As it turns out, all staff (including freelancers) has been retained during this period, and I believe wholeheartedly this has been the right approach for us. In fact, as many in the cultural sector have experienced, we are working harder than ever! We’ve been developing new content and products through seed fund support from Arts & Business NI and focusing the team on researching additional training programmes that may not make us much money now, however, they will make Belfast Exposed fitter, stronger and more sustainable in the long-term.
In a selfish way, this work has been a salvation for all staff (including myself) as it has helped keep us sane, and supported our mental health and well-being by keeping us busy, whilst we have adapted to the confinements of being isolated and quarantined in our homes. Dare I say, there has been a renewed energy with new focuses and fresh thinking, and it has created the environment for reflection, allowing a different kind of dynamic to drive the organisation, boosted with adrenaline when we discover new ways to make it work!
Since I joined the organisation almost 2 years ago, I have taken risks alongside my board of trustees and amazing team. We have transformed Belfast Exposed’s programme, galleries and our engagement, ultimately doubling our audiences in a year by developing and refining specialised programmes. This has not been all plain sailing; in fact there have been many aspects that have not worked, but they are outweighed by many more achievements, and we have grown in a business capacity as an arts organisation. In many ways I adopted the same approach to Covid-19, with an attitude that is open for change, adapt to circumstances, take risks, learn through success and failure, and reflect on the outcomes.
Relationships and the Art of Conversation
All the planning in the world could not have prepared me for the whirlwind of deciding how to communicate best. What to do next and with who? What are we allowed to do, and what are the restrictions for the long term?
The world of Zoom has been become key to those communications, and is now used for team meetings, developing networks, mentoring and training. At first it was revolutionary, as I was able to engage face-to-face and quickly build UK networks with some of the leading photography organisations. We have supported one another through this crisis whilst also exploring collaborative projects for the future. At a point, communications did take over for a while, with entire days filled with Zoom meetings. I have now struck a balance in my weekly schedule; the key to that is linking with the team twice weekly, ensuring that they are safe and well, motivated and productive.
Adapting and Learning
Our training and community programmes online appeared to be the perfect solution to remote working. As time progressed however, we discovered that this does not take into consideration digital inequalities, especially in rural communities, or the many older people not as comfortable and familiar with new technologies, whether they have access or not. This became a particularly important consideration in the delivery of our socially engaged and community programmes. As a result, we turned to low-tech solutions such as the telephone and email. It has been the humble telephone conversations that has enabled us to work comprehensively with those in isolation and has become so vital, with the art of conversation being just as important as the artwork they produce.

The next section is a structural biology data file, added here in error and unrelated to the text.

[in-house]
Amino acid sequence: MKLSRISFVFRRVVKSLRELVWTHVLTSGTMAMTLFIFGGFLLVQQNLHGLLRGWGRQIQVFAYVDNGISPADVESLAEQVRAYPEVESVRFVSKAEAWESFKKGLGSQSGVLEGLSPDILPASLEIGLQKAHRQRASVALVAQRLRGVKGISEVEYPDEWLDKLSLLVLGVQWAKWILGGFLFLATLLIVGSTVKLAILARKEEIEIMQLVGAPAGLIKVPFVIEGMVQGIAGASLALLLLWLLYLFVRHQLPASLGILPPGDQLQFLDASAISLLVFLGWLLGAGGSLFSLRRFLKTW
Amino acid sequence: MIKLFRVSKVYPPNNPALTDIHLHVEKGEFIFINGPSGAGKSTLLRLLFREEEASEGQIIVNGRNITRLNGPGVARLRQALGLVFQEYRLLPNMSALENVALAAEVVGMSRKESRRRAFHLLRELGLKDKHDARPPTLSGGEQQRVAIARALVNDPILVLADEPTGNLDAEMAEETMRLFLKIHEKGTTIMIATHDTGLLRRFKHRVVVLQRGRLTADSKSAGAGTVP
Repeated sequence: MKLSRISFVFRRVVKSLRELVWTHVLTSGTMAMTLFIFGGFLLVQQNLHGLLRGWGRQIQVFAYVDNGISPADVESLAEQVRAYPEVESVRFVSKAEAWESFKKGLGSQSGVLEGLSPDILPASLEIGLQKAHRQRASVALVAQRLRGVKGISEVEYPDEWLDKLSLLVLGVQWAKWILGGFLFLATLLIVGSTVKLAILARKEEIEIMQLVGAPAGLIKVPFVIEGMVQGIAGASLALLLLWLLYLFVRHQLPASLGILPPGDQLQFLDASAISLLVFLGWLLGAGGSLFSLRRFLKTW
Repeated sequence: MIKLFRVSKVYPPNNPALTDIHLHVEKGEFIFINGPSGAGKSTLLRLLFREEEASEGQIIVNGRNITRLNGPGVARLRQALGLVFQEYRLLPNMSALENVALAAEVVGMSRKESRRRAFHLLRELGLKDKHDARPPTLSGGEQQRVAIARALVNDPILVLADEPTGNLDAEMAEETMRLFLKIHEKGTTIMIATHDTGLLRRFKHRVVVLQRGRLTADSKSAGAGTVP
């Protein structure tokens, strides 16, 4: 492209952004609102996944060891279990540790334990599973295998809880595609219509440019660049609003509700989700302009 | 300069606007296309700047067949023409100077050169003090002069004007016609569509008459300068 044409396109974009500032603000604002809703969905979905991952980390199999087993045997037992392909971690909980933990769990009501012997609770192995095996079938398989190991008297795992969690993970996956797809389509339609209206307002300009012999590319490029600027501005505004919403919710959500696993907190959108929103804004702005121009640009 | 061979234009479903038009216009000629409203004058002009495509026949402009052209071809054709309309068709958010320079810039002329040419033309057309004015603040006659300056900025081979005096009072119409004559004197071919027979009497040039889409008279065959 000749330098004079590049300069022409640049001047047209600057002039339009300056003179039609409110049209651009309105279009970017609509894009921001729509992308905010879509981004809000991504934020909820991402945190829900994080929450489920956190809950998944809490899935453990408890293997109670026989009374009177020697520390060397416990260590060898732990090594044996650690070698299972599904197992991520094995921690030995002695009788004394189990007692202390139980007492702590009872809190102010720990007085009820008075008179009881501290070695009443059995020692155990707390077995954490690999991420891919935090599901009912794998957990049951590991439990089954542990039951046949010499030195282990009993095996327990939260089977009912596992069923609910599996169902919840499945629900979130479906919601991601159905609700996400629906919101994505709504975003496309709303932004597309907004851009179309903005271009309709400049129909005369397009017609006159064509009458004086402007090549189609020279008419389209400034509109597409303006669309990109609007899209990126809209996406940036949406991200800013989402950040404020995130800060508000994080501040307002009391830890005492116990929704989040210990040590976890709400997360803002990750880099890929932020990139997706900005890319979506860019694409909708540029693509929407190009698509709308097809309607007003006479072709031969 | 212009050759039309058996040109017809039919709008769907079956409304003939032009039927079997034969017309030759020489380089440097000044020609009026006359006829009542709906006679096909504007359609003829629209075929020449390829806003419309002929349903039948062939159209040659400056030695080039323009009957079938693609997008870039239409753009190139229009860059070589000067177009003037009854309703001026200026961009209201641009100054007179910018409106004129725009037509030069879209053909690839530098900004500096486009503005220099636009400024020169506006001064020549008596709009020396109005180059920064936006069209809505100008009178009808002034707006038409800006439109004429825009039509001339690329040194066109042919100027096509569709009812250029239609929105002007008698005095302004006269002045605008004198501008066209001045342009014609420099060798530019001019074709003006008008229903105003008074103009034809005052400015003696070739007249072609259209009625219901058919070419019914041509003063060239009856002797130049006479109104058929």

I have regularly been asked if I think this will change the way we work in the future. I suppose there are some obvious working ways which will change, for example online and digital delivery will definitely remain a big feature. Six months ago, my priority was to grow the creative team, now it's digital marketing.
Rather than focusing on just footfall, it’s clear that building relationships with audiences and participants is likely to have a more in-depth experiential feel, to give a longer lasting impression.
The less obvious and biggest change is going to be reflection. In a nutshell, what Belfast Exposed has effectively done is took a really hard look at itself, what we do and how we deliver it. Yes, we have adapted and changed to suit the challenges of the pandemic, while still delivering and being visible; but it is the space that has given us time to examine our work in a meaningful way, and ability to try new and innovative projects, whilst moving away from those that don’t serve the same purpose. ‘Time out’ is going to be a feature of the future- making for in-depth reflection- and it will be key in our business plan to be relevant, innovative and resilient.
On a final note, I am really proud of how the arts sector in Northern Ireland have shone through this adversity. Collectively we have rose to the top, carrying on regardless and finding new ways of working. Whilst not true in all cases, to date not everyone understood the need to invest in the arts. Yet it is the arts that has been a key mechanism that the public have turned to, using creativity to inspire, inform and entertain as well as supporting their health and well-being. It has been the arts’ time to shine and has hopefully changed some hearts and minds.
Arts & Business is generously supported by The Arts Council of Northern Ireland.